Zora, I understand the stash and hopefully can provide you with some help on this matter. I, too, sew and have a fabric stash. Fabric, yarn, fiber, thread, and canvas hoarding, along with pattern and supply accumulation is a common problem among fiber artists. (The most unbelievable stash I’ve ever seen photographed is showcased here. It’s a yarn stash, but the hoarding concept is the same.) The advice that I’m giving can be applied to anyone wanting to get his or her stash in order.

Mindset: There is not a limited supply of fabric in the world. Plants continue to produce cotton, worms spin silk, sheep have wool, and there are fabric manufacturers and retailers willing to produce and sell you gorgeous fabrics. If any of these processes cease to exist, you will have larger concerns than obtaining fabric.

That being said, it is ridiculous to assume that a serious artist will have no stash. A friend may appear at your door with a batik fabric from a trip to India. If you can’t think of a project to start immediately, you now have a stash on your hands.

Therefore, I suggest that your stash be a limited size. Determine the size of your stash based on two factors: 1. How much you can sew in a set time period (I suggest having no more than six months or a year of projects), and 2. How much you can carry in one load. If you cannot carry the whole of your stash, then it is too big. You would never be able to save it in an emergency if you couldn’t carry it, so why have more than you could reasonably save?

Future buying: Buy fabric for specific projects. Don’t buy fabric unless you know the exact length, style, and type that you need for a project that you will make in the next six months or year. I carry a list of my fabric and supply needs in a small moleskine notebook in my purse with me at all times. Resist all other types of personal fabric purchases. This is the hardest step in the process.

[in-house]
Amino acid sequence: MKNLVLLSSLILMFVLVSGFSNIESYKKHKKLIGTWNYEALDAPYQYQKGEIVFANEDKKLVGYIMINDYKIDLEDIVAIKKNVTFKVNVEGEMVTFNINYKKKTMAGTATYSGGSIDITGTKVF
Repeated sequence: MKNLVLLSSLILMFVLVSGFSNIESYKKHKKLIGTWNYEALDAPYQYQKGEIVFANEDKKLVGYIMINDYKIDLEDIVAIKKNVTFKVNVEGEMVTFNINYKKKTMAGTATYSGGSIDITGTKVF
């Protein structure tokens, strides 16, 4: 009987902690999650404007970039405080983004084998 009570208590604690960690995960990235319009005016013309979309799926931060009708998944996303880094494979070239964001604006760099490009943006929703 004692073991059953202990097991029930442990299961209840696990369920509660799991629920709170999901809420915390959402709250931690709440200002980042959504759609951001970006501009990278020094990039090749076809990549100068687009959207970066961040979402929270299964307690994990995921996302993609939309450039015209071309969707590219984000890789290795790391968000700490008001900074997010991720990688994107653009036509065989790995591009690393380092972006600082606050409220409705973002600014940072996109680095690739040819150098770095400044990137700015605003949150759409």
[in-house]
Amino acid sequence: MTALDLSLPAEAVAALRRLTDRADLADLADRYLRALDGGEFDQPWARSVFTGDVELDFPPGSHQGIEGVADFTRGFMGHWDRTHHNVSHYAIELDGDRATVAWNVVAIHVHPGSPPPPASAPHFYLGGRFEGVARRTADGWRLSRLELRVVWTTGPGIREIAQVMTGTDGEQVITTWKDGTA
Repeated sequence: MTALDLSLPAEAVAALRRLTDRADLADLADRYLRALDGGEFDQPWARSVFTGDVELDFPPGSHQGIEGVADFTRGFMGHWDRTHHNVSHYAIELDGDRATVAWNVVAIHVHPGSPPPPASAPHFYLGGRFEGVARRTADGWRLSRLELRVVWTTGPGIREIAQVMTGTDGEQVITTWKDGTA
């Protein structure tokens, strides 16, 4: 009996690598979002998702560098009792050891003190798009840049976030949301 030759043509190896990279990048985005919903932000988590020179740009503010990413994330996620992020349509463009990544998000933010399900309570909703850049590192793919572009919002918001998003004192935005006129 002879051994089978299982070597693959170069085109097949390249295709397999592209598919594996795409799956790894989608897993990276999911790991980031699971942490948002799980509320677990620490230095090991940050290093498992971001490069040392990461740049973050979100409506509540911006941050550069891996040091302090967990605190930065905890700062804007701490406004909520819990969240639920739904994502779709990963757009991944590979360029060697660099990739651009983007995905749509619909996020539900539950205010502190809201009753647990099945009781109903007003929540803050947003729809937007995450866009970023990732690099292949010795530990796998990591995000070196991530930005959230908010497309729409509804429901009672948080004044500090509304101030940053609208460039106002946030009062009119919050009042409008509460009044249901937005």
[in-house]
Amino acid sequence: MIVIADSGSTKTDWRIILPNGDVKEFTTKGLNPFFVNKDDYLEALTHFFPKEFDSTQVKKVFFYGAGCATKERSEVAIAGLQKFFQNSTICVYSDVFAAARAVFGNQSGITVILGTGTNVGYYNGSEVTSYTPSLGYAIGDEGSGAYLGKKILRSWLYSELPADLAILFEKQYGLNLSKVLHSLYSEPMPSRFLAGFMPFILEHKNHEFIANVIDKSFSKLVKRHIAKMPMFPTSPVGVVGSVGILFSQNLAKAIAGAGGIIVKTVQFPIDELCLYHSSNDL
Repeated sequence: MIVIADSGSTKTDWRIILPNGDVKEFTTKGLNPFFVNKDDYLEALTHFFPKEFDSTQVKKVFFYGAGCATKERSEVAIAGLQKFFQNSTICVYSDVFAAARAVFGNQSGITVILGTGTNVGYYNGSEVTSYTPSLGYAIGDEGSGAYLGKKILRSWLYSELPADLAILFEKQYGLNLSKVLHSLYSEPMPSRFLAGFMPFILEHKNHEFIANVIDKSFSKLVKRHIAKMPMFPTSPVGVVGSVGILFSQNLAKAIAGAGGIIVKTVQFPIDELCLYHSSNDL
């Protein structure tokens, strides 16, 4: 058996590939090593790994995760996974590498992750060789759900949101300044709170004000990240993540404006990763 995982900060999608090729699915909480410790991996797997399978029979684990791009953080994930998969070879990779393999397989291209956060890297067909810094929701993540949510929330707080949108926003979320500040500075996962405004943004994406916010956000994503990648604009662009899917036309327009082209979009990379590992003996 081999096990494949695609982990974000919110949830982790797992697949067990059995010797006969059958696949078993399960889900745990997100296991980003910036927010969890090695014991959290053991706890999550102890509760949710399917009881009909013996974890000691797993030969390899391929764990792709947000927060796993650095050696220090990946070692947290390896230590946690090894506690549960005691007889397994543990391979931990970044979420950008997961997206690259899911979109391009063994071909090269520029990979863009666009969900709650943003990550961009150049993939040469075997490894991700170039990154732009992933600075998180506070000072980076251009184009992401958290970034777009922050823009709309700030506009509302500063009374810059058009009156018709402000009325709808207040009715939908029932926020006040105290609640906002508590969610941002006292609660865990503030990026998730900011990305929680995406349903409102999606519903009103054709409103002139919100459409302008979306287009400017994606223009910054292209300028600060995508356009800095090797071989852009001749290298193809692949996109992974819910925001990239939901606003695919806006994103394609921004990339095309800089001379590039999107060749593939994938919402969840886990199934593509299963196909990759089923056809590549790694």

Organizing your stash: When I bring new fabric into my home, I immediately put it into a large Ziploc Storage bag. The pattern, thread, and all other necessary supplies for the project go into the bag, as well. I write the name of the project and the date the fabric was purchased on the exterior of the bag with a permanent black marker.

I measure fabric that is given to me as a gift and then put it into a Ziploc bag. On the bag’s exterior, I label the size of the fabric, its fiber content, who gave me the fabric, where it was purchased, and the date of the gift. I then actively seek out projects for that fabric.

Organizing your non-fabric supplies: I have two additional storage containers in addition to my fabric stash. The first is a thread organizer and the second is a tackle box for all of my other sewing supplies. I keep manuals and pattern books on my bookshelf and my cutting mat leans against the back wall of my office closet.

Getting rid of fabric: If you haven’t sewn a project in a year, evaluate if you’re actually going to make the project. If the answer is yes, it goes back in the bin with a re-evaluation date written on the bag. If the answer is no, get rid of the project in full.

After a project is complete, immediately get rid of scraps. You don’t have to throw the scraps in the trash (you may have more than a yard of scraps), but you need to get them out of your house. Scraps are clutter.